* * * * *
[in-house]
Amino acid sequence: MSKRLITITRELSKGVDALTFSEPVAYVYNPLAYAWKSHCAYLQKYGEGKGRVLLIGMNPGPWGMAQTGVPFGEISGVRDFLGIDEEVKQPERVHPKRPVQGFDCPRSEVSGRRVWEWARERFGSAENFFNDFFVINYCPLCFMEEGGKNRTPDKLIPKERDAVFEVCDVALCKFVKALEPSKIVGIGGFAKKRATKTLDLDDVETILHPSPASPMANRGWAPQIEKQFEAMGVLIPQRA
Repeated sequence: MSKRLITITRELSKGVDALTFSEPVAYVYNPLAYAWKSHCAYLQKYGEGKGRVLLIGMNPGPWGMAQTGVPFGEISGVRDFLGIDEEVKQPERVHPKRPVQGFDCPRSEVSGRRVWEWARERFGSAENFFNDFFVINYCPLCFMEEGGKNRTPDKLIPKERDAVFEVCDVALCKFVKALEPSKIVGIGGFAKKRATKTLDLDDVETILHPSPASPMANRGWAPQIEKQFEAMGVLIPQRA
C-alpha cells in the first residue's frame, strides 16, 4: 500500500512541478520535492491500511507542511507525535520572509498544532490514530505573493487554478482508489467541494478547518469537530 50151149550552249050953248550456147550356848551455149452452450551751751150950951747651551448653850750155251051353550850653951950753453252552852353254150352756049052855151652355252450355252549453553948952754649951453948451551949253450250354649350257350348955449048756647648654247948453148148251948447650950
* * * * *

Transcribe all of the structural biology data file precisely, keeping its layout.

[in-house]
Amino acid sequence: MSKRLITITRELSKGVDALTFSEPVAYVYNPLAYAWKSHCAYLQKYGEGKGRVLLIGMNPGPWGMAQTGVPFGEISGVRDFLGIDEEVKQPERVHPKRPVQGFDCPRSEVSGRRVWEWARERFGSAENFFNDFFVINYCPLCFMEEGGKNRTPDKLIPKERDAVFEVCDVALCKFVKALEPSKIVGIGGFAKKRATKTLDLDDVETILHPSPASPMANRGWAPQIEKQFEAMGVLIPQRA
Repeated sequence: MSKRLITITRELSKGVDALTFSEPVAYVYNPLAYAWKSHCAYLQKYGEGKGRVLLIGMNPGPWGMAQTGVPFGEISGVRDFLGIDEEVKQPERVHPKRPVQGFDCPRSEVSGRRVWEWARERFGSAENFFNDFFVINYCPLCFMEEGGKNRTPDKLIPKERDAVFEVCDVALCKFVKALEPSKIVGIGGFAKKRATKTLDLDDVETILHPSPASPMANRGWAPQIEKQFEAMGVLIPQRA
C-alpha cells in the first residue's frame, strides 16, 4: 500500500512541478520535492491500511507542511507525535520572509498544532490514530505573493487554478482508489467541494478547518469537530 50151149550552249050953248550456147550356848551455149452452450551751751150950951747651551448653850750155251051353550850653951950753453252552852353254150352756049052855151652355252450355252549453553948952754649951453948451551949253450250354649350257350348955449048756647648654247948453148148251948447650950